I like giving people rides. As I live and work in the same neighborhood with a high concentration of poverty, I find the opportunity arises quite often. It’s a simple act of kindness that gives me joy while meeting an immediate need in a place where walking is often the main means of transportation for many. In Miami with its tropical climate it’s usually either hot or rainy and sometimes both. So nearly once a week or more I find myself giving a ride to someone. It’s often a current or past teenager in our program, a parent of a child or teen in our program, a neighbor, or even sometimes strangers—although as a woman when it comes to other adults, I only give rides to other women just as wise precaution in my inner city neighborhood.
It’s fun to catch up with young people now in college who used to be in our youth program as we chat on our short rides. I enjoyed the opportunity to encourage a young man who dropped out of our program to come back in as I did yesterday giving him a ride on his way to a friend’s house. Over the years, I’ve given many rides to various teens seen frantically racing to school knowing that getting in before the bell rings can make or break their day’s success in school. I give rides to neighbors in our complex as they are taking off to walk and was pleasantly surprised recently that the teen I’d inappropriately labeled as a “sullen” because of our limited interactions was actually a delightful, hardworking gal on her way to her steady job at a department store grateful for a ride to avoid a sweaty arrival.
The first thing I ask of course is, “Where are you headed?” and learned that even if the response is a bit out of my way I try to never let on it’s an inconvenience. If they are going outside of the neighborhood, I don’t feel guilty not giving them a full ride and will drop them off at the closest bus stop or train station knowing that a few blocks can help them catch an earlier bus or train and still lead to some great times of sharing.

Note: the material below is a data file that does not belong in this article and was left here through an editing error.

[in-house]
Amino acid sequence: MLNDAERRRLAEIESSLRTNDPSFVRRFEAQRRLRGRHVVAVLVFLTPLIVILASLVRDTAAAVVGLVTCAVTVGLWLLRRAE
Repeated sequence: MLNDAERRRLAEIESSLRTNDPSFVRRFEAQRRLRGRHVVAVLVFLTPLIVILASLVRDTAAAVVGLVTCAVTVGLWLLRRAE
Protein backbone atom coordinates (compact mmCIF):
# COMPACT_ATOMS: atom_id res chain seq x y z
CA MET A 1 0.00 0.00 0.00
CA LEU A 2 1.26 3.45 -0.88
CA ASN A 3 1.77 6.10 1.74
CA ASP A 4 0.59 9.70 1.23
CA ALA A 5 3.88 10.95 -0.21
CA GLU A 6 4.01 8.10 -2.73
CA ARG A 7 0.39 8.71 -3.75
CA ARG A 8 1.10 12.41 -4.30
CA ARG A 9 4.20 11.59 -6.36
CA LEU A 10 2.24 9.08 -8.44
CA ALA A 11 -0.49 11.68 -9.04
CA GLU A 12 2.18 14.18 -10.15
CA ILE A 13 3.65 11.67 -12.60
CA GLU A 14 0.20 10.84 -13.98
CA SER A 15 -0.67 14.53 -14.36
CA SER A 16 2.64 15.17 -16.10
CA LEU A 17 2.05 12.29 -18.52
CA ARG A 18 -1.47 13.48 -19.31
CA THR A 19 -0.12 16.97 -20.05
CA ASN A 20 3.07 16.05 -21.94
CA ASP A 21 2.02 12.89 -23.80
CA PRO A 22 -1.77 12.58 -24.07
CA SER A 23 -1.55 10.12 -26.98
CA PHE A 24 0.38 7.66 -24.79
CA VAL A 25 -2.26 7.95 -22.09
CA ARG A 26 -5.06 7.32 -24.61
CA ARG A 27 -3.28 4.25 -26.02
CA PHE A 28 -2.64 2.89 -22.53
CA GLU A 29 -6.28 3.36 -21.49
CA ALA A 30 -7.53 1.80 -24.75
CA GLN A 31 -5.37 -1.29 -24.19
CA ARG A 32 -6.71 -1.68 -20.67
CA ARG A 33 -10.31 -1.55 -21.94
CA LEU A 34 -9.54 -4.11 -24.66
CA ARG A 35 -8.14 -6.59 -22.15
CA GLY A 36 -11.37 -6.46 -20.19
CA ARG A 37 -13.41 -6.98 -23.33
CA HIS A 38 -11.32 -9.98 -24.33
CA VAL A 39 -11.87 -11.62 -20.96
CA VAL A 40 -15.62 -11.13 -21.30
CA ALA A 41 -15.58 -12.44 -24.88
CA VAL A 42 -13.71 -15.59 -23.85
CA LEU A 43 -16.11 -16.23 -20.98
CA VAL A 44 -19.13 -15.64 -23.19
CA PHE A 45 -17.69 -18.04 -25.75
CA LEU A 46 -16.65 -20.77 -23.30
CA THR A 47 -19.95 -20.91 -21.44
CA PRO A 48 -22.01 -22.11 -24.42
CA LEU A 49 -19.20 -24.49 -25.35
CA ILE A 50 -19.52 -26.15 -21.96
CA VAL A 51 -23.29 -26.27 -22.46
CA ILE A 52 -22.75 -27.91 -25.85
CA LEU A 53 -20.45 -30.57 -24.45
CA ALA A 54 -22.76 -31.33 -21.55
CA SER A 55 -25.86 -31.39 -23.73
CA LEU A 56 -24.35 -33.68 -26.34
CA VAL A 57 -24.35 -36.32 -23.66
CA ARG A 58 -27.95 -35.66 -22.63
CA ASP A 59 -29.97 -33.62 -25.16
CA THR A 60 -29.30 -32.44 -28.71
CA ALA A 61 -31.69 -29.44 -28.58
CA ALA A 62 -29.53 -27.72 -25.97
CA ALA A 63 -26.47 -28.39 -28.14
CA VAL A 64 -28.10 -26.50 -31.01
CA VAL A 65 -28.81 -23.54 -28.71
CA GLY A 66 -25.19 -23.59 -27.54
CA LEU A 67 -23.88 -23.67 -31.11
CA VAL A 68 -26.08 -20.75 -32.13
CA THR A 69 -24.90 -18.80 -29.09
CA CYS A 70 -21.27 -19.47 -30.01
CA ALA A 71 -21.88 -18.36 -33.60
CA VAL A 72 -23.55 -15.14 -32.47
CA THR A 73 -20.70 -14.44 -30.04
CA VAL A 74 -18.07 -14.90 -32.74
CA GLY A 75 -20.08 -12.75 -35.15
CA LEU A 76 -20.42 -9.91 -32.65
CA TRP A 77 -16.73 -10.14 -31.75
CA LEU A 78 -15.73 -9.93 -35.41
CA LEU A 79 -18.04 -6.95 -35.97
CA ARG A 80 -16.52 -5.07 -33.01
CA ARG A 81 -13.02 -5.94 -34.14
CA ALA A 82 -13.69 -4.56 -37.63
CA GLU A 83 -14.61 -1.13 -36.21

I know I’ve taken many people off guard as I roll down the window and ask, “Can I give you a ride?” Strangers sometimes say “No” I think just out shock and surprise that some crazy lady is offering them a ride. I also gladly give second chances to folks who say no the first time and admit if I’m in a hurry I give a wave instead as I rush on my way.
I’ve found this practice of offering rides, is important to my spiritual walk and keeps me grounded in the present as I drive from work to home and errands in between. If I’m on the lookout for faces I know or people escaping the rain, I become more aware of the needs around me in a community that often seems overwhelming with needs. I’m reminded to pray for my community and as I hear updates on short drives I am able to pray more specifically. Giving rides might be meeting just a simple, maybe even unimportant need in the scheme of things, but as we work towards justice in overcoming long-term needs for our community of escaping poverty and increasing educational opportunities I find that these brief interactions bring me needed joy.
This past school year with the entrance of my kids in a new school just a few blocks outside my neighborhood, I found myself taking a new route. I’d seen a certain mom walk down 1st Avenue a few times before, but one day it was rainy so I pulled over. To my surprise she answered, “Sure” and climbed in. She was only going a few blocks to pick up her son from a different school so our conversation that day was short. From that quick ride we developed a friendship as I regularly gave her rides over the course of several months and sometimes her son too as they traveled home from school pick up. Our kids got to know one another in the back seat and I encouraged her in her schooling as we discussed her classes and her positive outlook always encouraged me as well. We got to know where we each lived and some evenings she would shout out a “Hello” walking by as I sat on the porch. Now that the school year has ended I haven’t seen her since May, but rest assured when the school year starts again I’ll be on the lookout for her and any others asking, “Can I give you a ride?”